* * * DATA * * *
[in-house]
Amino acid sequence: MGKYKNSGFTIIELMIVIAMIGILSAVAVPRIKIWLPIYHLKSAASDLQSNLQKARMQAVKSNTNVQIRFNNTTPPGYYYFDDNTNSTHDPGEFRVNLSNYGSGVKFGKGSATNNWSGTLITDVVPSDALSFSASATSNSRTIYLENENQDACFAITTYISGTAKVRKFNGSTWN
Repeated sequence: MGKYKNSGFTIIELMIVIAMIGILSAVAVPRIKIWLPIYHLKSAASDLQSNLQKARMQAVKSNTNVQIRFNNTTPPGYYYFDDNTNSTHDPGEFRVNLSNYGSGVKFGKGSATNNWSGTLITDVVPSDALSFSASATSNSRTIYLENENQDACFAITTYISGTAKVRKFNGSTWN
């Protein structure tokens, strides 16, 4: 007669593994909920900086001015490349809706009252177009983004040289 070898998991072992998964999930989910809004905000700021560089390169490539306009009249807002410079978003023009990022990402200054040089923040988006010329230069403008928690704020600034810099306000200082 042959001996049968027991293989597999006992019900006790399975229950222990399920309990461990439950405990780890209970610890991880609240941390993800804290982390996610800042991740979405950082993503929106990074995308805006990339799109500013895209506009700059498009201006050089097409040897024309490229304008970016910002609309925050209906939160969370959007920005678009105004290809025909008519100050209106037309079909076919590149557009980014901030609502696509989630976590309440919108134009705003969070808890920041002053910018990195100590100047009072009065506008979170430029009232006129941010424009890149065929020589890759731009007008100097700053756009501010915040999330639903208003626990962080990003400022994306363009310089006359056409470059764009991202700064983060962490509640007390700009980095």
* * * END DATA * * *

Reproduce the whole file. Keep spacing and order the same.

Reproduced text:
[in-house]
Amino acid sequence: MGKYKNSGFTIIELMIVIAMIGILSAVAVPRIKIWLPIYHLKSAASDLQSNLQKARMQAVKSNTNVQIRFNNTTPPGYYYFDDNTNSTHDPGEFRVNLSNYGSGVKFGKGSATNNWSGTLITDVVPSDALSFSASATSNSRTIYLENENQDACFAITTYISGTAKVRKFNGSTWN
Repeated sequence: MGKYKNSGFTIIELMIVIAMIGILSAVAVPRIKIWLPIYHLKSAASDLQSNLQKARMQAVKSNTNVQIRFNNTTPPGYYYFDDNTNSTHDPGEFRVNLSNYGSGVKFGKGSATNNWSGTLITDVVPSDALSFSASATSNSRTIYLENENQDACFAITTYISGTAKVRKFNGSTWN
């Protein structure tokens, strides 16, 4: 007669593994909920900086001015490349809706009252177009983004040289 070898998991072992998964999930989910809004905000700021560089390169490539306009009249807002410079978003023009990022990402200054040089923040988006010329230069403008928690704020600034810099306000200082 042959001996049968027991293989597999006992019900006790399975229950222990399920309990461990439950405990780890209970610890991880609240941390993800804290982390996610800042991740979405950082993503929106990074995308805006990339799109500013895209506009700059498009201006050089097409040897024309490229304008970016910002609309925050209906939160969370959007920005678009105004290809025909008519100050209106037309079909076919590149557009980014901030609502696509989630976590309440919108134009705003969070808890920041002053910018990195100590100047009072009065506008979170430029009232006129941010424009890149065929020589890759731009007008100097700053756009501010915040999330639903208003626990962080990003400022994306363009310089006359056409470059764009991202700064983060962490509640007390700009980095």